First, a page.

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Glenn McFall talks about early doctors in Grand Junction, Colorado and their treatment of patients, including the story of Dr. Everett Munro removing McFall's son's tonsils on the dining room table, and Munro performing an emergency appendectomy at a home in Unaweep Canyon. He also discusses the Strawberry Days Glenwood Springs to Grand Junction bicycle race, old Western Slope hotels, the rigors of early interstate automobile travel, competing in...
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Early settler Gladys Carnahan describes her life growing up in Grand Junction, Colorado, including horse and buggy excursions with her father, school and social activities with friends, and attending the Mesa County Fair. She talks about her early involvement in the First United Methodist Church. She also discusses becoming ill during the Spanish Flu pandemic, furnishings in her family’s home, and being forced to support her family on a teacher’s...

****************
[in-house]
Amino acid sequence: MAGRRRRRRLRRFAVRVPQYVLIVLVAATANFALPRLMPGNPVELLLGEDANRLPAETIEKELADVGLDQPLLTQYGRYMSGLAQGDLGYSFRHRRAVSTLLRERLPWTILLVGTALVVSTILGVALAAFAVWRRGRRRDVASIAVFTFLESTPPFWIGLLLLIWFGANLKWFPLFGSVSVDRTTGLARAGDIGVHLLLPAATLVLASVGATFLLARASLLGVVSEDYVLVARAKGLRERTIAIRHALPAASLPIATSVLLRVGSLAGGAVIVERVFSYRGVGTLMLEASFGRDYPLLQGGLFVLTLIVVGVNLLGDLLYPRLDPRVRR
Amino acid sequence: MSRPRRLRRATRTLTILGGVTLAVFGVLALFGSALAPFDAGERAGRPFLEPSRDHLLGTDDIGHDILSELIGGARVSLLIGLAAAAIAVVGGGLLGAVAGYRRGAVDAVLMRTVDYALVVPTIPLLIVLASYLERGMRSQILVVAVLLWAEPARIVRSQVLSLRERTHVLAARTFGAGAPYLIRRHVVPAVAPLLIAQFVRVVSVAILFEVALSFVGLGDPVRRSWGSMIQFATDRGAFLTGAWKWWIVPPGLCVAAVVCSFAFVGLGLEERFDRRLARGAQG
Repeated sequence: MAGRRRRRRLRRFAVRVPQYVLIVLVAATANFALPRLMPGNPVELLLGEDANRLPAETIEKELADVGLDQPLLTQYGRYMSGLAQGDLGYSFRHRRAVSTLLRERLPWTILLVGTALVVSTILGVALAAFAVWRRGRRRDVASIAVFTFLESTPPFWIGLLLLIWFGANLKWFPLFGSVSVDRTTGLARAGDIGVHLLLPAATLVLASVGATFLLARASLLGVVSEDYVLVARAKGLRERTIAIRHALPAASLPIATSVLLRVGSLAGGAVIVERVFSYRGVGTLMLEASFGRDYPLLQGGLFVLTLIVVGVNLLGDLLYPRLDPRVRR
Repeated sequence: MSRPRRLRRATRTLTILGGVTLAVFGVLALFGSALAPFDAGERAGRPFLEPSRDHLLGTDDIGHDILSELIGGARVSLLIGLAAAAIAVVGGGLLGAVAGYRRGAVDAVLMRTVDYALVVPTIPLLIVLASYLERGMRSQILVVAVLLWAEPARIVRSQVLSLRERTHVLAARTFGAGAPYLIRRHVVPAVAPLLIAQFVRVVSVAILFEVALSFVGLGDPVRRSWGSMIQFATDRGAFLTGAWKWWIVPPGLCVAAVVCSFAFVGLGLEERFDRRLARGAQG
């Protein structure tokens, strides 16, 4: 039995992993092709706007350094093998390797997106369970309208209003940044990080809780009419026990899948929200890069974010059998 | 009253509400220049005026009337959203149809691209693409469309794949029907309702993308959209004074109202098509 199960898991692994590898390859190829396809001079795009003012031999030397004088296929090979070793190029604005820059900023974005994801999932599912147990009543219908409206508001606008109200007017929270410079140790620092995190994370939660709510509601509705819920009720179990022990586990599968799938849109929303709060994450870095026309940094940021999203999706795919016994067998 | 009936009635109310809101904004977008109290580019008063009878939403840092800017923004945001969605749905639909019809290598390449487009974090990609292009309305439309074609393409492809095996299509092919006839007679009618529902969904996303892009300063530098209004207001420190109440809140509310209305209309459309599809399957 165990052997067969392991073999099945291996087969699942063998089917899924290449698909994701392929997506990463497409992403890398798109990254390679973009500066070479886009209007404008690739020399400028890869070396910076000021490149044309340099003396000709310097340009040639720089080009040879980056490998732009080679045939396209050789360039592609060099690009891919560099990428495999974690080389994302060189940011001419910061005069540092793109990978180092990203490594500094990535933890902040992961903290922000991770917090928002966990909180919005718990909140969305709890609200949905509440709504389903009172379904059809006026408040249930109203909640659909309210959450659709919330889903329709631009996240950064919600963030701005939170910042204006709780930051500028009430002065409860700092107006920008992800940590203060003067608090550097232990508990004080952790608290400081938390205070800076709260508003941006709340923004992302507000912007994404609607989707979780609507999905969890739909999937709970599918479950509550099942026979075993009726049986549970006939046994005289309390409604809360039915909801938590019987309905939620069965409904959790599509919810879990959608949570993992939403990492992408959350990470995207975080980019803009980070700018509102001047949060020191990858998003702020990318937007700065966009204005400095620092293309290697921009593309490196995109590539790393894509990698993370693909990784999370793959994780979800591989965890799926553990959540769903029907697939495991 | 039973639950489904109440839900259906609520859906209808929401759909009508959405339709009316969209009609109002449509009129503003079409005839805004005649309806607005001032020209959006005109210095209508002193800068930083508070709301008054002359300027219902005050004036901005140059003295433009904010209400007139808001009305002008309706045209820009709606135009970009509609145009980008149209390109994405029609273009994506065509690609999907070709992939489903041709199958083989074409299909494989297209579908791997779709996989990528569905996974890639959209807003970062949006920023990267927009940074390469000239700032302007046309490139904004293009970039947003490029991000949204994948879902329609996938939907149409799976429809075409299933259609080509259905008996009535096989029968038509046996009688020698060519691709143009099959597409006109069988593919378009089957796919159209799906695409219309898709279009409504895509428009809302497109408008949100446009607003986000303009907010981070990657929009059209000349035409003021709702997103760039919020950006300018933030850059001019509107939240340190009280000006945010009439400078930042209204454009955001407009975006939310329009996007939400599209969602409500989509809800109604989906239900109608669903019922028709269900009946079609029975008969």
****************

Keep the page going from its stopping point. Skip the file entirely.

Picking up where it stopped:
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Al Look talks about elements of Grand Junction, Colorado history and about local dinosaur finds. He also discusses newspaper printing presses in use at the Daily Sentinel and Durango Herald, and newspaper advertising. The interview was conducted by the Mesa County Oral History Project, a collaboration of Mesa County Libraries and the Museums of Western Colorado.
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Compound
Harriet “Muzz” Northrop Webster Johnson recalls growing up in Grand Junction, Colorado and discusses the schools she attended, her father’s job at the Holly Sugar Company, her jobs after high school, her marriages, and the history of St. Matthew’s Episcopal Church. She also talks about starting over as a 58-year-old widower, when she lived and worked as a house mother at the Hawaii School for the Deaf and Blind. The interview was conducted...